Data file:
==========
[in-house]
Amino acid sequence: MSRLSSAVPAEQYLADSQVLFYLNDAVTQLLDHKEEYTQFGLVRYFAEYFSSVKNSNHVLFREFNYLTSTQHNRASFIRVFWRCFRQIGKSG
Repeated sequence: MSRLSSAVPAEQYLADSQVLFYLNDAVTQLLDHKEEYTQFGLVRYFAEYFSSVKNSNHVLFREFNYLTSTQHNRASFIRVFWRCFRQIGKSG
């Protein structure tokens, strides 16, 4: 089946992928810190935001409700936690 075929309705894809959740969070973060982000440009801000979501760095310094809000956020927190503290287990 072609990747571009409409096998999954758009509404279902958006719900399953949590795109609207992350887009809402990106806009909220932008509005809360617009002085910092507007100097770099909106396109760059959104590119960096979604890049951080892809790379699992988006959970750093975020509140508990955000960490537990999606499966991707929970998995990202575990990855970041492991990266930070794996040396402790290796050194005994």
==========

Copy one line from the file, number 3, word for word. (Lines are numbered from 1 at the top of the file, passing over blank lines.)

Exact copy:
Repeated sequence: MSRLSSAVPAEQYLADSQVLFYLNDAVTQLLDHKEEYTQFGLVRYFAEYFSSVKNSNHVLFREFNYLTSTQHNRASFIRVFWRCFRQIGKSG